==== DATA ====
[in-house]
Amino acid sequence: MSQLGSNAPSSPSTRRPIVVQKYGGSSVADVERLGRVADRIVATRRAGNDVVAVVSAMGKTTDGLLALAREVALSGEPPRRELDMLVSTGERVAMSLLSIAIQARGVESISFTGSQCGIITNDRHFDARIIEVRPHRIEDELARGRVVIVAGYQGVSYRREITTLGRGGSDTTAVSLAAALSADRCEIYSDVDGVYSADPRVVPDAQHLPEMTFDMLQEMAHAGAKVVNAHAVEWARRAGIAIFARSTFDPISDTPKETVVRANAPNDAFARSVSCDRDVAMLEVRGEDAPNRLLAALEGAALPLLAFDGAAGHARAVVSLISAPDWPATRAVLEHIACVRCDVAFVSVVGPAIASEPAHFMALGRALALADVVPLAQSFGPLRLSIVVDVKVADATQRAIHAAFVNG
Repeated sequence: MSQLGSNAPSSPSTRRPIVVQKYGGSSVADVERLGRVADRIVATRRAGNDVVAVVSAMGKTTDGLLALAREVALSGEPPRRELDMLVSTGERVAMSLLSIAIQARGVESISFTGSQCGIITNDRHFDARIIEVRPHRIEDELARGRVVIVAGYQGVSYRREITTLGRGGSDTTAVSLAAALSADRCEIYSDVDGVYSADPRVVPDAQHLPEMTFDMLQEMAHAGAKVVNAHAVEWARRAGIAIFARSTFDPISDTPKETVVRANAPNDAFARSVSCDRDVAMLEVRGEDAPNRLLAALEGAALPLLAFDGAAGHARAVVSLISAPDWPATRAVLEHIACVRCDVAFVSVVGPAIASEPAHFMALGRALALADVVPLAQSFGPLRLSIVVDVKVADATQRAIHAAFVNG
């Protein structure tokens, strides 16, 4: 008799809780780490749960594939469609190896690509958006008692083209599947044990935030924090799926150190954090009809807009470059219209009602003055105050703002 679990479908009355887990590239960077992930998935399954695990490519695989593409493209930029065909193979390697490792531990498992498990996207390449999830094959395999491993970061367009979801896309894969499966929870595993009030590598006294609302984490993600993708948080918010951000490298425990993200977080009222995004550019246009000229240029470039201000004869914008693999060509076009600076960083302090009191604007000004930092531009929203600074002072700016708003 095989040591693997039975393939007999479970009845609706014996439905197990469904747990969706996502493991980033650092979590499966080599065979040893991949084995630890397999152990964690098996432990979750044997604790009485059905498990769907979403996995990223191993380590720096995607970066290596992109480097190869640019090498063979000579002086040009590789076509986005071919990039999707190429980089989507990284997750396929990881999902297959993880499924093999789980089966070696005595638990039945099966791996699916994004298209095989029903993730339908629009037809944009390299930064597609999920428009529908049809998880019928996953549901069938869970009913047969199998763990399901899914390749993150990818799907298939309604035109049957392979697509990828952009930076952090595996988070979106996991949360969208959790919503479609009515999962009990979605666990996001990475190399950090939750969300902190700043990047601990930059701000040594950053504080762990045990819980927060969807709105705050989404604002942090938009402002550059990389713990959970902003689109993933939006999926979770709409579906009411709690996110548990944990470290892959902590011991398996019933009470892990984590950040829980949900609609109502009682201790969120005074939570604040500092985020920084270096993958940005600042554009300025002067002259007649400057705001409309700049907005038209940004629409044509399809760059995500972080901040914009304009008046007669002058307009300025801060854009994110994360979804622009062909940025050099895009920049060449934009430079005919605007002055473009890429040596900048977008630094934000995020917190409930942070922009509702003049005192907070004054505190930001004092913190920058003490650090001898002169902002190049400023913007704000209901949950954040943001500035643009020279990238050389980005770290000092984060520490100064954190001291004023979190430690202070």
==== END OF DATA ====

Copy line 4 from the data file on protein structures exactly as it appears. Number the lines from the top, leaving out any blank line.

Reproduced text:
């Protein structure tokens, strides 16, 4: 008799809780780490749960594939469609190896690509958006008692083209599947044990935030924090799926150190954090009809807009470059219209009602003055105050703002 679990479908009355887990590239960077992930998935399954695990490519695989593409493209930029065909193979390697490792531990498992498990996207390449999830094959395999491993970061367009979801896309894969499966929870595993009030590598006294609302984490993600993708948080918010951000490298425990993200977080009222995004550019246009000229240029470039201000004869914008693999060509076009600076960083302090009191604007000004930092531009929203600074002072700016708003 095989040591693997039975393939007999479970009845609706014996439905197990469904747990969706996502493991980033650092979590499966080599065979040893991949084995630890397999152990964690098996432990979750044997604790009485059905498990769907979403996995990223191993380590720096995607970066290596992109480097190869640019090498063979000579002086040009590789076509986005071919990039999707190429980089989507990284997750396929990881999902297959993880499924093999789980089966070696005595638990039945099966791996699916994004298209095989029903993730339908629009037809944009390299930064597609999920428009529908049809998880019928996953549901069938869970009913047969199998763990399901899914390749993150990818799907298939309604035109049957392979697509990828952009930076952090595996988070979106996991949360969208959790919503479609009515999962009990979605666990996001990475190399950090939750969300902190700043990047601990930059701000040594950053504080762990045990819980927060969807709105705050989404604002942090938009402002550059990389713990959970902003689109993933939006999926979770709409579906009411709690996110548990944990470290892959902590011991398996019933009470892990984590950040829980949900609609109502009682201790969120005074939570604040500092985020920084270096993958940005600042554009300025002067002259007649400057705001409309700049907005038209940004629409044509399809760059995500972080901040914009304009008046007669002058307009300025801060854009994110994360979804622009062909940025050099895009920049060449934009430079005919605007002055473009890429040596900048977008630094934000995020917190409930942070922009509702003049005192907070004054505190930001004092913190920058003490650090001898002169902002190049400023913007704000209901949950954040943001500035643009020279990238050389980005770290000092984060520490100064954190001291004023979190430690202070």